Students are encouraged to consult with the instructor and with tutors in the Writing Center during the process of composing the Infog RV. No extra credit will be afforded to the project for doing so, but doing so is likely to improve the grade received and will likely be considered positively in the Prof score awarded at the end of the term.

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Revise the Infog RV into the Infog FV

Following the return of instructor comments on the Infog RV, students are strongly encouraged to revise their papers in light of the comments. They should work from global issues— whether the statement of goals and purposes presents all information requested, whether the information on the infographic is accurate, and whether it is presented accessibly and effectively —to more local issues—such as how best to transition between each major part, how to transition from paragraph to paragraph and sentence to sentence, and how best to phrase for concision and emphasis. Only after all of that is done should there be any thought of checking and amending as appropriate the surface-level features of formatting, spelling, punctuation, and the like.

The paper resulting from the process of revision, the Infog FV, should still open with a statement of goals and purposes that identifies the subject and situates it in context, indicates sourcing methods, and explains design choices. The Infog RV should follow with a clear, digital version of the revised raw-form infographic that presents its information accurately and accessibly.

The Infog FV is due via D2L before the beginning of class time on 25 March 2016. It must be submitted in .doc, .docx, or .rtf format. (No other file types will be accepted; submissions in another file type will be treated as though not submitted.) The text should be presented as a single document consisting of multiple sections: the statement of goals and purposes, a scanned-in version of the raw-form infographic, and a further-improved digital-original version of the infographic.

  • The text of the statement should be presented according to the standards expressed for the Infog PV, and it should be within the acceptable length indicated (500 words, +/- 25, for the statement, one or more hand-drawn preliminary versions of the infographic, plus a four-line heading—student name, instructor name, course and section, date of composition—and title).
  • The digitized raw-form infographic should be scanned into an image file (preferably .jpg format) and inserted into the .doc, .docx, or .rtf file submitted; page sizing, margins, and numbers should proceed from the statement text.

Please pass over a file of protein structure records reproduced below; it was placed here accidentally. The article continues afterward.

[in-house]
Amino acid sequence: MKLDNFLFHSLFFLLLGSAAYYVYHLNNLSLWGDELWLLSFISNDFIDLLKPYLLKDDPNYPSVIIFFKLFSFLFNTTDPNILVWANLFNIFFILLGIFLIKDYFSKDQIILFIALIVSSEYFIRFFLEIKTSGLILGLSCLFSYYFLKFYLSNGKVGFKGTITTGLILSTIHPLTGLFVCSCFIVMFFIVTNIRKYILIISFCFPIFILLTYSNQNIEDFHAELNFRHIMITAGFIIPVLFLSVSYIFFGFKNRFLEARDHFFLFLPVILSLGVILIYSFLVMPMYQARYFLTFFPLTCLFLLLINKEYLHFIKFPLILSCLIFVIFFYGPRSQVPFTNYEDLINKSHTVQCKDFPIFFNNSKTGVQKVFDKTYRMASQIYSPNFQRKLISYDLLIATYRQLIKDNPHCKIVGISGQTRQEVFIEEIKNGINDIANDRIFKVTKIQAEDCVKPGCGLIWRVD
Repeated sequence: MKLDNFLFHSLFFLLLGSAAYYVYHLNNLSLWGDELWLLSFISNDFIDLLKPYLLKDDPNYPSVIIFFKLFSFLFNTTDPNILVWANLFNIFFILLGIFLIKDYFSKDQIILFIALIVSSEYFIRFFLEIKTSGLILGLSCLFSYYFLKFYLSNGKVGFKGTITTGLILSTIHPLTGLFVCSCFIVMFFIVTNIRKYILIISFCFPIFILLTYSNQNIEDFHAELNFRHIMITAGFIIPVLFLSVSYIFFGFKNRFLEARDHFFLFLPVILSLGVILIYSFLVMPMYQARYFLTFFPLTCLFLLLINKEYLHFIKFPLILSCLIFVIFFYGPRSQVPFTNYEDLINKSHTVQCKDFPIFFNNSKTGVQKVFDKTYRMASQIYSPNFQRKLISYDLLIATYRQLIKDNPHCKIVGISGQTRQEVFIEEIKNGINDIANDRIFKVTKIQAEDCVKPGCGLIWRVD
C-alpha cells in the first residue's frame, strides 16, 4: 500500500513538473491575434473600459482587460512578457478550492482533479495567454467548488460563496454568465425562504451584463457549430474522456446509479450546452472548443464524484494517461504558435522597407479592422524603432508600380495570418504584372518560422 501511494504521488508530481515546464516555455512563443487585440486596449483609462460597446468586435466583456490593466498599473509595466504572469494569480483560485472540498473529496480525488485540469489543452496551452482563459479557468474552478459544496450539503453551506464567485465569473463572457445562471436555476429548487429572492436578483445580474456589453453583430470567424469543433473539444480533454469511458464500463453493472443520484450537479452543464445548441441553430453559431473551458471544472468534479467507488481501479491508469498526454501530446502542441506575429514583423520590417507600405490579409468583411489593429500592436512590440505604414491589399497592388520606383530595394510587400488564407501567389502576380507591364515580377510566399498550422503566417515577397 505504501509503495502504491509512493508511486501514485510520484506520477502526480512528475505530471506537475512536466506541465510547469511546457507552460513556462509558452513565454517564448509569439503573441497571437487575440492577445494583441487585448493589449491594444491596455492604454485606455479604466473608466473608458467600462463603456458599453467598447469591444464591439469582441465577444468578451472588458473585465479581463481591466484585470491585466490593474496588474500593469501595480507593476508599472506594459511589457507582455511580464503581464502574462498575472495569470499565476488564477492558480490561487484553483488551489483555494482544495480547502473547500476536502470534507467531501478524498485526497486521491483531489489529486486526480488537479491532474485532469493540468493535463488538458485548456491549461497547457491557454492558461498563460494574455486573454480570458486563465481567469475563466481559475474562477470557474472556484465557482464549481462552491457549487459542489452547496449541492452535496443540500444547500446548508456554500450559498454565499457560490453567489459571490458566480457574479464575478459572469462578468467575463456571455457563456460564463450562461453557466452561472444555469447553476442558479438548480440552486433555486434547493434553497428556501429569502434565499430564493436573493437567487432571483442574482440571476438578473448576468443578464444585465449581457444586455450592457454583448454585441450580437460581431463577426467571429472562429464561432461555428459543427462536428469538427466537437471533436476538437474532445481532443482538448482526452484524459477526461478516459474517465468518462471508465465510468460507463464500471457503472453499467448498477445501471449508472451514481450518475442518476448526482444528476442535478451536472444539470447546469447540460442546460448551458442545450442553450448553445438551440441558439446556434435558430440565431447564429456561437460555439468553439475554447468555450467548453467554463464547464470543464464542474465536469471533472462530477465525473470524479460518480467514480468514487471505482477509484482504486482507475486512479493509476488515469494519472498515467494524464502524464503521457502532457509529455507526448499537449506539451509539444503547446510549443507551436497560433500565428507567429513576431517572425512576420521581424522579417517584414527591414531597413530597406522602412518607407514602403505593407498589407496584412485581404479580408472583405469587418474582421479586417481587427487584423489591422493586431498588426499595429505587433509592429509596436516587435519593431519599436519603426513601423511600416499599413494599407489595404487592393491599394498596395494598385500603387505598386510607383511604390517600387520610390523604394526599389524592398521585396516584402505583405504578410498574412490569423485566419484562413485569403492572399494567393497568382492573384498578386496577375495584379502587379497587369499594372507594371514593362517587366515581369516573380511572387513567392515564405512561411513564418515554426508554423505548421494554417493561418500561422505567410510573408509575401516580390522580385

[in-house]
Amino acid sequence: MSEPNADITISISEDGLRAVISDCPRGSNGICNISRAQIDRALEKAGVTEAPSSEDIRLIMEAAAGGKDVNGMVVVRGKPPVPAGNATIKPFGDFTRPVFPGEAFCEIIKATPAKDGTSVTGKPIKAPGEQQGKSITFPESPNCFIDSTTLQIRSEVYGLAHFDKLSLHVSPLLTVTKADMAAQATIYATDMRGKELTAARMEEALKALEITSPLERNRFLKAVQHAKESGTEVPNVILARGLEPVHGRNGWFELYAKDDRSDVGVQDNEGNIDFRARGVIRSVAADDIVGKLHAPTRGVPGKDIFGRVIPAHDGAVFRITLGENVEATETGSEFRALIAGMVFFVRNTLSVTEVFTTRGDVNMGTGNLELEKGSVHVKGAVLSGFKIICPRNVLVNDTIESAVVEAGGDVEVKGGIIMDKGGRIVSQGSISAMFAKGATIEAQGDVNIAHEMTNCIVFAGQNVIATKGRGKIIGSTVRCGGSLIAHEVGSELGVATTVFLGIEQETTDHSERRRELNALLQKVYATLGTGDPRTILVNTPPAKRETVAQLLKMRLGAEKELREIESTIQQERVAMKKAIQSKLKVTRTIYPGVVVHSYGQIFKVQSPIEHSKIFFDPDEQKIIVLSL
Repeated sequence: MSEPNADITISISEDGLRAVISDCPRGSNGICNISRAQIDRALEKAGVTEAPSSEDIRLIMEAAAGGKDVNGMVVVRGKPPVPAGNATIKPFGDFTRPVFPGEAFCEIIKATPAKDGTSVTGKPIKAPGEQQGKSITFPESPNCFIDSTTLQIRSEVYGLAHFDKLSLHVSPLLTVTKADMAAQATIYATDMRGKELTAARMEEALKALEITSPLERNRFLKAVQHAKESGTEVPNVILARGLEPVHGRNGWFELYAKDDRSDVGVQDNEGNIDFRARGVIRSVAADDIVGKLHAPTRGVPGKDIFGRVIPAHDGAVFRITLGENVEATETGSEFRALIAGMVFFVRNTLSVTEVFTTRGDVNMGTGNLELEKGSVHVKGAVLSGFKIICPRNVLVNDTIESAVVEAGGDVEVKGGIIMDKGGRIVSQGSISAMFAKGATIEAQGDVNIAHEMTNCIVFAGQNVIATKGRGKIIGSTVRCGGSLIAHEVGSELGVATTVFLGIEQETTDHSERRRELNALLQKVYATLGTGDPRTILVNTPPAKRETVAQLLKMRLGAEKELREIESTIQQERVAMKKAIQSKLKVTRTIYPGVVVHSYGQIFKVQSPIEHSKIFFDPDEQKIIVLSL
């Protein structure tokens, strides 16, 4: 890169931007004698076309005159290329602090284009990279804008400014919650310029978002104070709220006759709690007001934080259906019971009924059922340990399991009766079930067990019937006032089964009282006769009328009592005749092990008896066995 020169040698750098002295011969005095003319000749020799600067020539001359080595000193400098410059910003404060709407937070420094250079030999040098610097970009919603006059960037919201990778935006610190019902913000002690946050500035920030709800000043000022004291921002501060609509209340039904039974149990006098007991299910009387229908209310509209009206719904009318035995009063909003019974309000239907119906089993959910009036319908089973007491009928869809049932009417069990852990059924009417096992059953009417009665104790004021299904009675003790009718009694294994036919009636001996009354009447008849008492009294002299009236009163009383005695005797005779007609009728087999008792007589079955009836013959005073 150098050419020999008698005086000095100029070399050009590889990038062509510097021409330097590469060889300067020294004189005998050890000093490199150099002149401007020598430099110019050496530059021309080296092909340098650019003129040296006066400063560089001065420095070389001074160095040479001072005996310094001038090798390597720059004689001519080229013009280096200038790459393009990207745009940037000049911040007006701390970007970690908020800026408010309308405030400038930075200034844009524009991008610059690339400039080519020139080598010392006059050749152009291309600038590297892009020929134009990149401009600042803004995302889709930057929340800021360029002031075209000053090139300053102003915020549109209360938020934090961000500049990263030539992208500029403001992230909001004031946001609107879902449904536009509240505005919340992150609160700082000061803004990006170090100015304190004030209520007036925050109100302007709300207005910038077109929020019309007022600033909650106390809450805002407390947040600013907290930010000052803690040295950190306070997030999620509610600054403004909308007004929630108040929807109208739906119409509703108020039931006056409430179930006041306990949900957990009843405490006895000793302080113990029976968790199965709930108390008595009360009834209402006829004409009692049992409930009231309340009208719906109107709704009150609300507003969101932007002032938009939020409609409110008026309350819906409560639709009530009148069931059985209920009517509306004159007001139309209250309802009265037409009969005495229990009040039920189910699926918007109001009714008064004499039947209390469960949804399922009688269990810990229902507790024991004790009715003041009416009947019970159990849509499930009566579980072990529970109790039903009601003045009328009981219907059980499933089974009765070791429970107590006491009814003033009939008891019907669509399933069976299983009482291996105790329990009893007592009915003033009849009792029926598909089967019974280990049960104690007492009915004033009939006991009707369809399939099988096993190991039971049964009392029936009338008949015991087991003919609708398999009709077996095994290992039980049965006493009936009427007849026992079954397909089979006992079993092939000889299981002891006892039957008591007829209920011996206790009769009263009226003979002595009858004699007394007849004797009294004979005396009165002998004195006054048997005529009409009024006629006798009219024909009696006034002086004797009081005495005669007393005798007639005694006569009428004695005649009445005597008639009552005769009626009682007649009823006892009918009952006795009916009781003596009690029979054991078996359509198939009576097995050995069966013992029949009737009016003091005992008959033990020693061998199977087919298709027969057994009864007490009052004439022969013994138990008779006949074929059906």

• The improved version of the infographic should also be inserted as an image file into the .doc, .docx, or .rtf file submitted. Page numbers and margins should proceed from the digitized raw-form infographic; page size should be the smallest standard sized page that allows the infographic to be read clearly and easily.

Usage throughout should conform to standards promulgated by the MLA and discussed during class time.

The Infog FV will be assessed via the grading rubric below as a major assignment, worth 20% of the total course grade. The text and comments made about it will be returned to students via the email function on D2L. Those comments should be used to stimulate still better performance on future writing; comments on the Infog should help with that writing.

Students are encouraged to consult with the instructor and with tutors in the Writing Center during the process of composing the Infog FV. No extra credit will be afforded to the project for doing so, but doing so is likely to improve the grade received and will likely be considered positively in the Prof score awarded at the end of the term.

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Grading Rubric

A copy of the grading rubric that will be applied to the Infog RV and Infog FV can be found at the following link: G. Elliott Spring 2016 ENGL 1213 Infog Grading Rubric.

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Notes

A sample of the kind of work students are asked to do is available: “Sample Infographic Portfolio Assignment: Context to Answer a Question about the Comprehensive Exams for UL Lafayette PhD Students in English.”

Students whose curricula will ask them to take ENGL 3323: Technical Writing at Oklahoma State University, or something similar thereto, will find the practice in visual rhetoric offered by the Infog useful. Incorporation of images into documents is a key component of that class, as well as of the kind of work for which that class serves as training and practice.

Infographics are typically associated with online work, and online presentation has its own conventions for citation. This is not the same thing as not citing; although the form is different, the need to account for data is no less present. Failure to do so appropriately (per conventions of the genre) may be treated as an academic integrity violation.

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Geoffrey B. Elliott
1 March 2016

Edited to include a link to an example of the assignment.